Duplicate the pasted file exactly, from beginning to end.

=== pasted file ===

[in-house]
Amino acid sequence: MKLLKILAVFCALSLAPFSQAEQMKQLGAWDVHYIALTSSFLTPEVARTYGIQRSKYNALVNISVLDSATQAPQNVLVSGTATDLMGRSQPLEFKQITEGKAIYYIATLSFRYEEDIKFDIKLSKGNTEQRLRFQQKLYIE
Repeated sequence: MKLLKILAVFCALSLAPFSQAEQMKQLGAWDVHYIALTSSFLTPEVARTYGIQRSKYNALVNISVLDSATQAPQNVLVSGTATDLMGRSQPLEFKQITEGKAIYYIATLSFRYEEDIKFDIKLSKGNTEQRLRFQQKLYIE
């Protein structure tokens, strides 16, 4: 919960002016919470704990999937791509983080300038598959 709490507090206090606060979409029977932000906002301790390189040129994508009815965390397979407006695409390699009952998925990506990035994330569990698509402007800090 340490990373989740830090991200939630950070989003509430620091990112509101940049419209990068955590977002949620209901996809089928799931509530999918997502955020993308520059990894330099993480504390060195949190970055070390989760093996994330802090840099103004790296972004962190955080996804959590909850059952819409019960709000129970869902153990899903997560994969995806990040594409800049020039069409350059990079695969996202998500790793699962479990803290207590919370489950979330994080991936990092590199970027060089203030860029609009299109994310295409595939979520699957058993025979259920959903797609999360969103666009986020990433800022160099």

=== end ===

[in-house]
Amino acid sequence: MKLLKILAVFCALSLAPFSQAEQMKQLGAWDVHYIALTSSFLTPEVARTYGIQRSKYNALVNISVLDSATQAPQNVLVSGTATDLMGRSQPLEFKQITEGKAIYYIATLSFRYEEDIKFDIKLSKGNTEQRLRFQQKLYIE
Repeated sequence: MKLLKILAVFCALSLAPFSQAEQMKQLGAWDVHYIALTSSFLTPEVARTYGIQRSKYNALVNISVLDSATQAPQNVLVSGTATDLMGRSQPLEFKQITEGKAIYYIATLSFRYEEDIKFDIKLSKGNTEQRLRFQQKLYIE
């Protein structure tokens, strides 16, 4: 919960002016919470704990999937791509983080300038598959 709490507090206090606060979409029977932000906002301790390189040129994508009815965390397979407006695409390699009952998925990506990035994330569990698509402007800090 340490990373989740830090991200939630950070989003509430620091990112509101940049419209990068955590977002949620209901996809089928799931509530999918997502955020993308520059990894330099993480504390060195949190970055070390989760093996994330802090840099103004790296972004962190955080996804959590909850059952819409019960709000129970869902153990899903997560994969995806990040594409800049020039069409350059990079695969996202998500790793699962479990803290207590919370489950979330994080991936990092590199970027060089203030860029609009299109994310295409595939979520699957058993025979259920959903797609999360969103666009986020990433800022160099």